Alan Moore is a name synonymous with Watchmen, as he came up with the concept and wrote the plot and dialogue. But it's Dave Gibbons you have to thank for the graphic novel's memorable (and sometimes jarring) images of the Vietnamese woman slashing The Comedian's face in a saloon, the dog's head split open, and Dr. Manhattan vaporizing Rorschach into a bloody pulp on the snow.
A comic book needs great images as well as story to become a classic, and Gibbons is certainly to thank for Watchmen's iconography in the pantheon of graphic novels. Best known for his work on the book, Gibbons also drew the art on the Superman story "For the Man Who Has Everything" and 2000 AD.
Moreover, Gibbons is not as hasty as Moore to disown any attempt to "bastardize" his work. He gave his blessing for the Before Watchmen series at DC, allowed his name to be attached to Zack Snyder's film adaptation of the source material in 2009, wrote a companion book to Watchmen the year before that, and will probably have a hand in the TV show at HBO.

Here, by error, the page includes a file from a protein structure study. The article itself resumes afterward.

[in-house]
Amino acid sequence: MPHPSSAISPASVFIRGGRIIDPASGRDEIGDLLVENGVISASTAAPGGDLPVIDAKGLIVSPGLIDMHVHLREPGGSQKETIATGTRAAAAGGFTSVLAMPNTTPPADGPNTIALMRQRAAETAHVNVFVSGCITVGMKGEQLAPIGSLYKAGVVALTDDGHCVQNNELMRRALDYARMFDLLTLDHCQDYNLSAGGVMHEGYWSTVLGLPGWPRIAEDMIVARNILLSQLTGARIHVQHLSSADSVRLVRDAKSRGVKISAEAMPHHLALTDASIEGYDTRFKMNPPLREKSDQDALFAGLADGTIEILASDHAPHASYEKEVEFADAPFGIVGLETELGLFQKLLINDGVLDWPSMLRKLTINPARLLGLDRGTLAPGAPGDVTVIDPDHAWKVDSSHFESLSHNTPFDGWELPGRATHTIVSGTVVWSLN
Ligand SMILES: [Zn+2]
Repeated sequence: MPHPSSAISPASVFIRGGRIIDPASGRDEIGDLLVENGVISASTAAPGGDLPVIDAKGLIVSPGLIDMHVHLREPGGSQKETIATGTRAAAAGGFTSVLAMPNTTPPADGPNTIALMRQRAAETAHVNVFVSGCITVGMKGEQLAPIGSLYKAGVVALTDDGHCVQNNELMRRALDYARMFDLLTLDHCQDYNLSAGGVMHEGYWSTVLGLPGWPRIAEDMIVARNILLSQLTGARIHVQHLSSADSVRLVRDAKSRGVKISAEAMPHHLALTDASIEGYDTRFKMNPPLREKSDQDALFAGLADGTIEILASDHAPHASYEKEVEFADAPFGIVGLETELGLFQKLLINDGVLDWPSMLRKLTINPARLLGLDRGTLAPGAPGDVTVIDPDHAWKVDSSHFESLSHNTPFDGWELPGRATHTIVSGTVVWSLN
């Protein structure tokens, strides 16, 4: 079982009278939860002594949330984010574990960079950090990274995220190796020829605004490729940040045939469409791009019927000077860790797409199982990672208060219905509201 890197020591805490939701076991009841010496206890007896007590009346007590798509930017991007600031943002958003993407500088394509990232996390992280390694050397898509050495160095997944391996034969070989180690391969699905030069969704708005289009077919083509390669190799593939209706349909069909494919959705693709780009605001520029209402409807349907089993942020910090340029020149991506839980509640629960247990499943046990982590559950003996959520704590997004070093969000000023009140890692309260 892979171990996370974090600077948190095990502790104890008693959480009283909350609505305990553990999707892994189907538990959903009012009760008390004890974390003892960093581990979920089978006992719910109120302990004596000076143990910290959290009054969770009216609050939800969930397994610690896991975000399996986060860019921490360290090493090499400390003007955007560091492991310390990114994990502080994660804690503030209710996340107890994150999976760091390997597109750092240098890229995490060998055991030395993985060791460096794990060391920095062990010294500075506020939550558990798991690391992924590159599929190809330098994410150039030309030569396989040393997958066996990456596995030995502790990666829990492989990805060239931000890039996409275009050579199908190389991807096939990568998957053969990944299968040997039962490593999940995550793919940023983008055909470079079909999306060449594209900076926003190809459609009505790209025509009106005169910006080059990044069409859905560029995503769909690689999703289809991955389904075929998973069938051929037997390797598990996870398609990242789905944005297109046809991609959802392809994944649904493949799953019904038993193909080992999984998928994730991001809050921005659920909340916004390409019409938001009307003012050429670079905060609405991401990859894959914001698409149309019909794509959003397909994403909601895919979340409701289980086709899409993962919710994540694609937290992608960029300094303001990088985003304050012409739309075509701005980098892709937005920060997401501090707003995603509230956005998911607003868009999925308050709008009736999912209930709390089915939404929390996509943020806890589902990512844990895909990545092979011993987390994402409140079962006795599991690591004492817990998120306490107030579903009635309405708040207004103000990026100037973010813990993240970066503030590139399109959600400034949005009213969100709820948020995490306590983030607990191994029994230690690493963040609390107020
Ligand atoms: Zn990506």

But before all of this, there was only Moore and Gibbons, delivering a piece of literary history. Yes, literary!
In an interview with SYFY WIRE, Gibbons said the American comic book industry believed that comics books were better if they were darker after Watchmen hit the scene. That being said, he doesn't feel that was the right conclusion. "We felt very guilty about that. It was our fault that you had to read all those miserable comics," said Gibbons with a laugh.
When it came to designing the looks of the characters, Moore and Gibbons used the archetypal personalities of the Charlton Comics characters like The Question, Nightshade, and Captain Atom. Other than that, they were free to make their own heroes and continuity without being subject to an already established universe. As a result, something entirely new and fresh was born.
Check out SYFY WIRE's full interview with Gibbons above.
Additional material by Josh Weiss.